Depending on local conditions coasts can grow or shrink. While some coasts increase in volume with sediment deposition, others are eroded over time due to current or wave action, as evidenced on the Norfolk coast of England. The village of Happisburgh here, with a popu-lation of about 1400 living in 600 houses, has achieved a sad measure of fame as a result of its location.
- 1.28 > Coasts can also be differentiated based on how strongly they filter sediments that are delivered by rivers from the inland.
- At the
end of the 19th century Happisburgh was located several hundred metres from the coast. Because of perpetual erosion of the coast, the village now stands directly on the edge of a ten-metre high cliff at the coastal margin. It continues to break off due to its composition of a soft mix of clay, silt and sand. Large pieces break off when strong east winds pound heavy waves against the coast. A number of houses have already fallen into the sea. Within the next decade Happisburgh could lose its Norman church, its lighthouse and a 14th century manor house to the sea. Attempts were made to counteract the erosional forces by constructing breakwaters, but these have proved ineffective. It is thus only a matter of time before Happisburgh falls completely into the North Sea.
- 1.29 > The sediment loads that rivers carry to the sea can be enormous. The world record is held by the Ganges River in Asia with a load of 3.2 billion tonnes annually.
- Accretion or degradation of a coast depends on various factors. A more detailed classification of constructive and destructive processes follows, whereby different time scales must be taken into account:
- Endogenous erosion: destruction induced by the coasts themselves. This includes cliff slump and
cracks (faults) resulting from earthquakes, or the collapse of volcanic islands, for example, when old craters cave in.
- Mechanical erosion: abrasion produced by wave action and drifting ice. This can generate many different coastal forms. Cliffs are one example, steep walls of rock that are by no means immutable, for even hard rocks are eroded over time. Cliffs begin to form when waves undercut the rocks at the base of a steep wall. The wall thus becomes unstable and breaks off, forming the typical high cliffs. Another coastal form caused by abrasion is the flat coast. This is characterized by a broad area in the littoral zone sloping gently seaward. Depending on the material, these can be categorized as sand, pebble, or rocky shores. On sandy beaches the shore is the gently sloping, wet part of the beach that is shaped by the forces of water. Seaward of rocky cliffs a flat wave-cut shore is found. These are recognizable by parallel deep ridges in the rock that are created when the bedrock is composed of different individual rock layers. Because the different materials are eroded at different rates by the energy of the surf, deeper and shallower areas result, creating a profile of ridges defined by the boundaries of the rock layers. Erosion can also wear away coasts in other ways. An example is the undercut cliff. These begin as notches in rocky coasts at the level of the water line caused by wave action.
- Scouring of the coastline: destruction that occurs on frozen coasts such as those with permafrost or glaciers. In the permafrost regions of the northern hemisphere summer thawing leads to softening of the soil that was frozen during the winter, making it more susceptible to erosion by the waves. This kind of destruction, called thermoabrasion, changes the coastline. In the Arctic and Antarctic, the coastline changes primarily due to the breaking off of large fragments of glaciers. Because of their massive weight, continental glaciers slide slowly from the land into the sea where they can sometimes project several kilometres out into the water as shelf ice. Because the ice is less dense than water, the glaciers float on the sea surface in spite of their great weight. Large chunks break off continually because the glacial mass is being pushed from the land out into the sea. This is called glacier calving.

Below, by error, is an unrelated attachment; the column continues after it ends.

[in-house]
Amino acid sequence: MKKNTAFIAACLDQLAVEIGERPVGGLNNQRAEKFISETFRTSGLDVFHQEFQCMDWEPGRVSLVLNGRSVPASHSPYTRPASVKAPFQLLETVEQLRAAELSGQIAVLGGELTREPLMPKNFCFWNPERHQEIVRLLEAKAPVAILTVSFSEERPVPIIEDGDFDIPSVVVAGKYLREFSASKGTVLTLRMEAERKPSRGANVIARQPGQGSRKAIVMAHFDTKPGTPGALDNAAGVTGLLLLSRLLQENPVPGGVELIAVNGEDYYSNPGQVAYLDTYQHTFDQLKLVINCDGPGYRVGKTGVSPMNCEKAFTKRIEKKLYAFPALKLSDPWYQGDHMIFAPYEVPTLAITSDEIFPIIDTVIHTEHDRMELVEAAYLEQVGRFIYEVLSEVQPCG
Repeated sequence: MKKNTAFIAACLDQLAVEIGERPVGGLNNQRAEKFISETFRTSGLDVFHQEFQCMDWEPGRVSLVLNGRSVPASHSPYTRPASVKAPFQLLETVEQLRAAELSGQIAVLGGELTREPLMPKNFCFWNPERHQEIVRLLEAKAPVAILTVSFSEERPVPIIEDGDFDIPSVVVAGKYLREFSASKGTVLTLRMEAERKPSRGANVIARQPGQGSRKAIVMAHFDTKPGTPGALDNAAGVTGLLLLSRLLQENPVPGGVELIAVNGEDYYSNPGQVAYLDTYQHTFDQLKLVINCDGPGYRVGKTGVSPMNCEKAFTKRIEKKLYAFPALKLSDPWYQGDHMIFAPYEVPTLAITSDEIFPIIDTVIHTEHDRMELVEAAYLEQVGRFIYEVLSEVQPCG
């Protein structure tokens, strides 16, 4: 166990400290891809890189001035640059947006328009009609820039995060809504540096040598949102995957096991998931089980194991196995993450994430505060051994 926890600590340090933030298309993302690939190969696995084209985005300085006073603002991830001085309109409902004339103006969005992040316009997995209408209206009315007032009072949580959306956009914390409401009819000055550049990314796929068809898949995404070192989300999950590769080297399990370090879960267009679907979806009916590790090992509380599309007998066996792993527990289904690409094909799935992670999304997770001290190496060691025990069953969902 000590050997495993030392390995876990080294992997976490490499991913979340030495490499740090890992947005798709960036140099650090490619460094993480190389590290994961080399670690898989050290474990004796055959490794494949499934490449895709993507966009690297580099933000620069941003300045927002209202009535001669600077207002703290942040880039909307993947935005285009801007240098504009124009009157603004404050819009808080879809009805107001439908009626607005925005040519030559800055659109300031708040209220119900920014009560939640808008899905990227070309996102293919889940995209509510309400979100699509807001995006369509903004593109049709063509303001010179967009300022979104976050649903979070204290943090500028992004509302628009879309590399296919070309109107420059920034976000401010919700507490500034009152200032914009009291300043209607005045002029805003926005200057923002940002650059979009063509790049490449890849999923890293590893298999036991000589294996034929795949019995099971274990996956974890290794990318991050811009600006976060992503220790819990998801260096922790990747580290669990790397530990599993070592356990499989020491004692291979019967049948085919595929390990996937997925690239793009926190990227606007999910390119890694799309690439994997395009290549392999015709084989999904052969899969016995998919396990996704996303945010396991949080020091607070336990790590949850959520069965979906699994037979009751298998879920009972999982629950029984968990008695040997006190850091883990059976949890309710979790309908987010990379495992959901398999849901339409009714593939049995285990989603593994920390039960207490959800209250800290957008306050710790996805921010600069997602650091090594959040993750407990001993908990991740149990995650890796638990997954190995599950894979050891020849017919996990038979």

- Bioerosion: destruction of hard substrates by microorganisms that slowly break down the rocks through their metabolism. This occurs, for example, in undercut cliffs.
- 1.30 > On the southern coast of Wales, near the city of Cardiff, abrasion has cut a flat shore into the limestone.
- Endogenous build-up: the formation of new coastal areas due to plate tectonic processes whereby land masses are uplifted. These include volcanic eruptions that through time release sufficient magma from the Earth’s interior to create islands. In other cases new coastal segments are created when large amounts of lava from a volcanic eruption flow into the sea.
- Potamogenic origin:formation of deltas, tidal flats or wetlands by material imported by rivers.
- Formation by ice: accretion produced by coastal or pack ice shoving material together. The driving forces are provided by waves or tides pushing ice toward the coasts.
- Formation by wind: build-up of coastal dunes from loose sand that is piled up by wind.
- Thalassogenic origin: formation by materials that are deposited on a coast by waves, tidal currents or ocean currents.
- Biogenic origin: construction of coasts by living organisms. These include corals, which build solid and durable structures, or mangroves, which can abruptly curb the wave and current energy so that fine particles are deposited and tidal flats are formed. Not only do organisms contribute to the construction of coasts, however, but also to their protection. Corals and mangroves are natural breakwaters. Kelp forests can also absorb large amounts of wave energy. Furthermore, these plants also consolidate the sediments so that they cannot be washed away again by strong currents. Salt marshes also act as natural current barriers to protect the inland regions.
- The extent to which these natural formation processes act is very well illustrated by the deltas of large rivers. Over time, the Mississippi River has transported so much material that the delta has grown to a width of around 200 kilometres. The weight of the sediments is so great that the delta is continuously subsiding. In addition, water is being squeezed out of the sediment, which represents a kind of compaction. In geological terms, compaction refers to the compression and decrease in volume of sediments, due in part to the pressure created by overlying sediment layers. The subsidence was formerly compensated by fresh material being constantly transported in. Human activity, how-ever, has disturbed this compensatory process. Dams have been constructed along the river, trapping large volumes of material before they can reach the delta. Sediment replenishment at the coast has been thus cut off. But because the delta continues to subside under the weight of the old sediment packages, humankind is now exposed to the problem of a significant increase in the frequency of floods.